PARIS – France was chosen Tuesday as the home for an experimental $13 billion nuclear fusion project scientists say will produce a boundless source of clean and cheap energy.
A consortium of the United States, the European Union, China, Russia and Japan had been divided over whether to put the test reactor in France or Japan, and competition was intense. The U.S. had favored placing the plant in Japan. At stake was billions of dollars for research, construction and engineering.
The threat of global warming has brought nuclear power – currently available only through fission and long out of favor – back to the forefront as a way of generating energy because it creates no so-called greenhouse gases, a cause of global warming.
Nuclear fission – with heat as a byproduct – occurs when heavy atoms such as those of uranium or plutonium are split. But the process leaves behind highly radioactive waste, and the reactors can catastrophically melt down.
Harnessing fusion as an energy source has long been a dream of physicists because it would be safer, cleaner and cheaper – using naturally abundant hydrogen as an energy source.
The major source of energy right now, the burning of fossil fuels such as coal and oil, spews greenhouse gases into the Earth’s atmosphere and traps the sun’s heat. Oil supplies are expected to begin running short in about 50 years.
As a replacement, fusion would produce much more energy than fission, while leaving behind small amounts of relatively harmless waste and posing no danger of a nuclear meltdown.
France’s Greens and other environmentalist groups argue, however, that the fusion project will turn the focus away from the immediate need to fight global warming.
“This is not good news for the fight against the greenhouse effect, because we’re going to put $13 billion toward a project that has a term of 30-50 years, when we’re not even sure it will be effective,” Greens party lawmaker Noel Mamere said on France-Info radio.
But State Department spokesman Tom Casey said the United States was pleased the sides had agreed on a site. “Now the six partners will work together to resolve the other various technical and legal questions that exist so we can move forward on this critically important energy experiment,” he said.
Participants will now negotiate the construction details and sign a final agreement, hopefully by year’s end.
The project is expected to create 10,000 jobs and take about eight years to build.
But fulfilling the long-term vision of the International Thermonuclear Experimental Reactor, as it is called, could take decades.
Cadarache, in the southern region of Provence, was chosen during talks in Moscow after Japan, which had sought the project, reportedly backed down, agreeing instead to a bigger role in research and operations.
If all goes well with the experimental reactor, officials hope to set up a demonstration power plant in Cadarache around 2040. Officials project that as much as 20 percent of the world’s energy could come from fusion by the century’s end, said Raymond L. Orbach, the U.S. Department of Energy’s office of science director.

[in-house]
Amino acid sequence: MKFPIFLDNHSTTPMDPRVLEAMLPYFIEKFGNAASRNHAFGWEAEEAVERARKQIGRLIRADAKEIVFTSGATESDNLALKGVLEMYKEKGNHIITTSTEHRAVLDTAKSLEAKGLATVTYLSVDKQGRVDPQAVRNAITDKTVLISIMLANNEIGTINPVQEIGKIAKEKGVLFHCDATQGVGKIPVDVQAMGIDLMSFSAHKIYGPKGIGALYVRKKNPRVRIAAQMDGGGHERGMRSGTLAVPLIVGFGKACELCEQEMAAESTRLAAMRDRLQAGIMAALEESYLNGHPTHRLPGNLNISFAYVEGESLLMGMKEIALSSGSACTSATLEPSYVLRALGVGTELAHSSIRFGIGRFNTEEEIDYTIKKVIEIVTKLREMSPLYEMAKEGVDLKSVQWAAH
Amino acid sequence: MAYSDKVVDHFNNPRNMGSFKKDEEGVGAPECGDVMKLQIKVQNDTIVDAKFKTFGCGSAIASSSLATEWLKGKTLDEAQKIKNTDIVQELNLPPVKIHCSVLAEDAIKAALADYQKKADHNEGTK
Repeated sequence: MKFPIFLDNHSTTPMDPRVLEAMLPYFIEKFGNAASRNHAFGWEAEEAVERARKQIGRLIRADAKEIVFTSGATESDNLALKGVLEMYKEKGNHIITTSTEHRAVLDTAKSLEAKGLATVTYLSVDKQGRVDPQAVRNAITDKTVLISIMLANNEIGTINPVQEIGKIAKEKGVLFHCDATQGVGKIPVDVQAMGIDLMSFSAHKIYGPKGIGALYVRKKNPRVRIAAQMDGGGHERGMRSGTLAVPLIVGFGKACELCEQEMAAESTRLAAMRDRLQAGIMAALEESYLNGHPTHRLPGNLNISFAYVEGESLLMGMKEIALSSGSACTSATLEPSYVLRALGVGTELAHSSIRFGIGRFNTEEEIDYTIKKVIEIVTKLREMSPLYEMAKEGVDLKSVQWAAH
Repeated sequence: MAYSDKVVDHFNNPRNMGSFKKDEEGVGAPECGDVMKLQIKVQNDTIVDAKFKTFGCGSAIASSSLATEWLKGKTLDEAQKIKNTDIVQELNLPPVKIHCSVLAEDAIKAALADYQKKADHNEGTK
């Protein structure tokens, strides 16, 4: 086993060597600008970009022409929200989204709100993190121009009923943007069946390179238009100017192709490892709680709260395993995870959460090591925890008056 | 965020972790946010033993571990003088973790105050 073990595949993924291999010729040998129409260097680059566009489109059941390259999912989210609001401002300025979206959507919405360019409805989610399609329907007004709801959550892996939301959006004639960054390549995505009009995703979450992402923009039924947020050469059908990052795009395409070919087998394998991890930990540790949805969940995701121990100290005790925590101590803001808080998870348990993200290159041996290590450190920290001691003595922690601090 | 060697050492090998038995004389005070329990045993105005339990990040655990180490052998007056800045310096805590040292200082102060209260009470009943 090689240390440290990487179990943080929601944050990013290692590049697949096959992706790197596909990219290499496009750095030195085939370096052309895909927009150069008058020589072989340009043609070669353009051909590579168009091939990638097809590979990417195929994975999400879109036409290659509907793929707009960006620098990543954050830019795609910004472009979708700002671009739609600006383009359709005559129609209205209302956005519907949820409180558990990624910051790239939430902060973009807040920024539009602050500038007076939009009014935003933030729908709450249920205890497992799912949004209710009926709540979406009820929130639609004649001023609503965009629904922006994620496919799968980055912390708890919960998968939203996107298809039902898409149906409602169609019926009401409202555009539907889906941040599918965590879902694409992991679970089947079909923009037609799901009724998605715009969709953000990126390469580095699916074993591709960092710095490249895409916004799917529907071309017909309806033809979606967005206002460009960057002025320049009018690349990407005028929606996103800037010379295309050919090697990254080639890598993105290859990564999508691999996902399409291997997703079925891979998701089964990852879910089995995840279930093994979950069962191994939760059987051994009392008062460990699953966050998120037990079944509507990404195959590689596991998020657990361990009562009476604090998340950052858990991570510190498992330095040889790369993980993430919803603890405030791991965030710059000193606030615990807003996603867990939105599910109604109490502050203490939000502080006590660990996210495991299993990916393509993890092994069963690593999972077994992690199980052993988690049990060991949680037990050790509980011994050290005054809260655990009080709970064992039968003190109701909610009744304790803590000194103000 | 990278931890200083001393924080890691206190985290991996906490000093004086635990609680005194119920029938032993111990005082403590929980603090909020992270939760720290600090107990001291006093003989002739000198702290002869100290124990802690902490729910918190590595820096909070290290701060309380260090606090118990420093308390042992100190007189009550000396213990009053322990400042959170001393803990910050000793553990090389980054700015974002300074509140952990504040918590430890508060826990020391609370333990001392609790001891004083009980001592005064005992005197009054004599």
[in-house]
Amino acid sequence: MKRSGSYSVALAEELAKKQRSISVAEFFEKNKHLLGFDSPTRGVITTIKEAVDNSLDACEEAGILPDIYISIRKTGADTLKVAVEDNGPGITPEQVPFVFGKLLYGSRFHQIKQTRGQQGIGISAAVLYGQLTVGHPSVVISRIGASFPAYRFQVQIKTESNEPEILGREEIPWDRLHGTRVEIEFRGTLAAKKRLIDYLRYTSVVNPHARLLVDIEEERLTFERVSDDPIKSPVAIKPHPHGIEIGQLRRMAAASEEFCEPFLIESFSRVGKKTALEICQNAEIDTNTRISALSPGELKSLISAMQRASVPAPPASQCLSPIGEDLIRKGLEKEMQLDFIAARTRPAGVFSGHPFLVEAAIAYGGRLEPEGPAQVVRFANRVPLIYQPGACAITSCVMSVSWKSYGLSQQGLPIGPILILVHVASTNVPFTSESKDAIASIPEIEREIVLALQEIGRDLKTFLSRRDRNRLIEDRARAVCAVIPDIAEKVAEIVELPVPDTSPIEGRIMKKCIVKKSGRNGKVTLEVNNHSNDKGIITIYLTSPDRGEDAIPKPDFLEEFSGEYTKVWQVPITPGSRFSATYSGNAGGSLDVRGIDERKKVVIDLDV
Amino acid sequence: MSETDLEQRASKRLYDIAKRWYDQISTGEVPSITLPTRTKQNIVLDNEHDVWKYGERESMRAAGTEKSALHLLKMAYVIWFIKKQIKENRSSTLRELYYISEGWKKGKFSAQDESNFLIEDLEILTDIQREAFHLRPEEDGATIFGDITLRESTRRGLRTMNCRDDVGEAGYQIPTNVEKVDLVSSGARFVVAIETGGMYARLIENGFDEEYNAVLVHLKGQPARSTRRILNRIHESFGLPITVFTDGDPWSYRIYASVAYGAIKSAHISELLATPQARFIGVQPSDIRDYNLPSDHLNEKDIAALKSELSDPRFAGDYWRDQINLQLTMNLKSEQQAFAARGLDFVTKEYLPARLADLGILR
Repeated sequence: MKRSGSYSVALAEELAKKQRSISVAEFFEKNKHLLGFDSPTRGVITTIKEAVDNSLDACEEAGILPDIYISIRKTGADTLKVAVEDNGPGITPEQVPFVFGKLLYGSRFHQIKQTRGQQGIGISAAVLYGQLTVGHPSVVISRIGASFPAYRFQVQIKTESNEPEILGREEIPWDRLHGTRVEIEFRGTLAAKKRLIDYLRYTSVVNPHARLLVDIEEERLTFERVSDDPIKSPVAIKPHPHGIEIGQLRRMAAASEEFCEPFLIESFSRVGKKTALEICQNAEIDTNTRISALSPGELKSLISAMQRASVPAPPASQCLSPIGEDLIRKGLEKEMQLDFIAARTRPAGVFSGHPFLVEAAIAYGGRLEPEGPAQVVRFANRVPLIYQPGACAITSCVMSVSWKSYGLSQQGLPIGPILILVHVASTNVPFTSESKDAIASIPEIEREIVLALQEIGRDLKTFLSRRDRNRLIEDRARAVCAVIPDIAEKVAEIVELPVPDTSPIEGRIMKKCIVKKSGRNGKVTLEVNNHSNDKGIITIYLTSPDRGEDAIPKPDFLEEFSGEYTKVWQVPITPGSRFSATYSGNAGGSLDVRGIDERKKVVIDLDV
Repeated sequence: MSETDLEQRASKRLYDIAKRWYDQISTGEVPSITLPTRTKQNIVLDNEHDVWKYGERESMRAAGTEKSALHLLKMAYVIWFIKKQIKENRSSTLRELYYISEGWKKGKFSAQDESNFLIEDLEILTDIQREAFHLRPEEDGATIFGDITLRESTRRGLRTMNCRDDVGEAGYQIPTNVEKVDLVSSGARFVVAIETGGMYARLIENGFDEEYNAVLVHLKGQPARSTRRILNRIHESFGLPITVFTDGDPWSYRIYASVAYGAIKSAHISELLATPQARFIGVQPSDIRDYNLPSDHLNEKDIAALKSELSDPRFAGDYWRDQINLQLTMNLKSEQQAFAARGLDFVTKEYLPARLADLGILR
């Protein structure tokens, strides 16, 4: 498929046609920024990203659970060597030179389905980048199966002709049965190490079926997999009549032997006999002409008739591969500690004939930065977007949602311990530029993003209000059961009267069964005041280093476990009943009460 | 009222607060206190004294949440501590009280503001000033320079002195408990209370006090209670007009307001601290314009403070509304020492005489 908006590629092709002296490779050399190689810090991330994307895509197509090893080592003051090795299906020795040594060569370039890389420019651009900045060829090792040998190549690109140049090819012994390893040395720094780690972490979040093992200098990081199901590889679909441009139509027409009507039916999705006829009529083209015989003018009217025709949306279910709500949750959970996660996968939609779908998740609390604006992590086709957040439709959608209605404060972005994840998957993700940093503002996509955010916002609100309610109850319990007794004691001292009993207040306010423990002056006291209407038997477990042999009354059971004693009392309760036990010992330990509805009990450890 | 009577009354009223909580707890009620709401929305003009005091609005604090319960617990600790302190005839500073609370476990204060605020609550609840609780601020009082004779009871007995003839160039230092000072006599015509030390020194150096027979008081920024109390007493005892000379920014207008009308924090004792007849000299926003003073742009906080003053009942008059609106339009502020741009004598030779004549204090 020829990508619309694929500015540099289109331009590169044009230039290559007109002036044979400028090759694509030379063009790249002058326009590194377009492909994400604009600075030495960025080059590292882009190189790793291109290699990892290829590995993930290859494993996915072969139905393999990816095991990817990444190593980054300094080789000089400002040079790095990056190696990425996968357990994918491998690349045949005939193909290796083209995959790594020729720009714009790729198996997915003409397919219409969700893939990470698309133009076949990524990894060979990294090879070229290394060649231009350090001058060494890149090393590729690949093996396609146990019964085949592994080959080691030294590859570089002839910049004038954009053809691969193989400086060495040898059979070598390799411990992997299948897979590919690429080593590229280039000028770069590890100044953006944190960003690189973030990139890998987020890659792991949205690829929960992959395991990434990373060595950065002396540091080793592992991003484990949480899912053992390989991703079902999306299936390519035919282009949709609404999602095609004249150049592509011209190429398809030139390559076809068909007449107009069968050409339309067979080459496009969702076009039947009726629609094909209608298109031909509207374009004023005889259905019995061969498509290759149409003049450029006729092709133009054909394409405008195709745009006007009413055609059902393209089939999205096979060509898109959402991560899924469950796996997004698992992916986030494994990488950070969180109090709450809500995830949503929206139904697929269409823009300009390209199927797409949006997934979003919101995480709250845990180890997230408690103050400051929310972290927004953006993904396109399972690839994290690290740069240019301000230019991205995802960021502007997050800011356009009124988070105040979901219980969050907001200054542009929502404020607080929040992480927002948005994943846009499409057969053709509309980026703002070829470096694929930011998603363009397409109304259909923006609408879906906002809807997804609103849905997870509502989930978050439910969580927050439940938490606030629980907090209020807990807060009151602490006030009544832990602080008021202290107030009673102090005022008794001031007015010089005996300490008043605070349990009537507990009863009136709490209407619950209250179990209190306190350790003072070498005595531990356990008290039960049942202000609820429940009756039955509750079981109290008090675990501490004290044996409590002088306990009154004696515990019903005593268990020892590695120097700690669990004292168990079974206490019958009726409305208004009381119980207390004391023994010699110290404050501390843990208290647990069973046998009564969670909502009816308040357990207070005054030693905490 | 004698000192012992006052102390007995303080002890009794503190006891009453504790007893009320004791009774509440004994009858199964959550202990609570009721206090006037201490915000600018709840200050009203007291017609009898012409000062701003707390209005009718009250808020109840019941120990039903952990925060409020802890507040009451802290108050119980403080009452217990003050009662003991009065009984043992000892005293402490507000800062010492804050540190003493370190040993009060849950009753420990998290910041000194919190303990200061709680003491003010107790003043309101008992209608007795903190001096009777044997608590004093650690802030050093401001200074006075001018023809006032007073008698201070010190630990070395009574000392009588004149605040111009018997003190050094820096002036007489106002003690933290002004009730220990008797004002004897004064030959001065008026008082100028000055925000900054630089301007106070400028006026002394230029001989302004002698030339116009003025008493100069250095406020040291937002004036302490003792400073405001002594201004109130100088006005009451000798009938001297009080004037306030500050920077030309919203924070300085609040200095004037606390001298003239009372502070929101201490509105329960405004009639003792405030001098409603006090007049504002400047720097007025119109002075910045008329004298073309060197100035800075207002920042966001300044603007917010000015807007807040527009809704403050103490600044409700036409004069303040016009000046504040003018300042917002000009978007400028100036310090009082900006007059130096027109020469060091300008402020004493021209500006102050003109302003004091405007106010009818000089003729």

President Jacques Chirac called the decision “a great success for France, for Europe and for all of the partners” in the project.
“The international community will now be able to take on an unprecedented scientific and technological challenge, which opens great hopes for providing humanity with an energy that has no impact on the environment and is practically inexhaustible,” he said.
Russia, China and the European Union wanted to locate the plant at Cadarache, in southern France. The EU argued that Cadarache, one of the biggest civil nuclear research centers in Europe, has existing technical support facilities and expertise, thus reducing the risks.
Japan, the United States and South Korea wanted the facility built at Rokkasho in northern Japan.
The United States – which is funding 10 percent of construction and considers fusion an important part of its long-term energy plans – had backed Japan’s site because it was closer to a port, said Orbach.
“We made it clear from the very beginning that our technical preference was for the Japanese site, but that we would support what was finally (agreed) upon,” he said.
“We are all dealing with the question of how to address a sustainable and also environmentally friendly energy source for the future, and fusion is extremely promising,” EU Research Commissioner Janez Potocnik said.
Japanese newspaper reports said Tokyo was prepared to give up hosting the project in return for a bigger research and operations role. The deal concluded Tuesday assured Tokyo of that.
The EU and Japan have reached an agreement on a broader cooperation in developing fusion energy to make it a commercially viable source of energy.
The EU also will support a Japanese candidate for the post of the ITER director general and back the construction later of a demonstration reactor in Japan.
“Japan is happy and sad at the same time,” said Nariaki Nakayama, Japan’s minister for education, science and technology. “We decided to overcome the sorrow and turn the sorrow into joy. Japan in the future will be ready to make a contribution to the development of fusion energy.”
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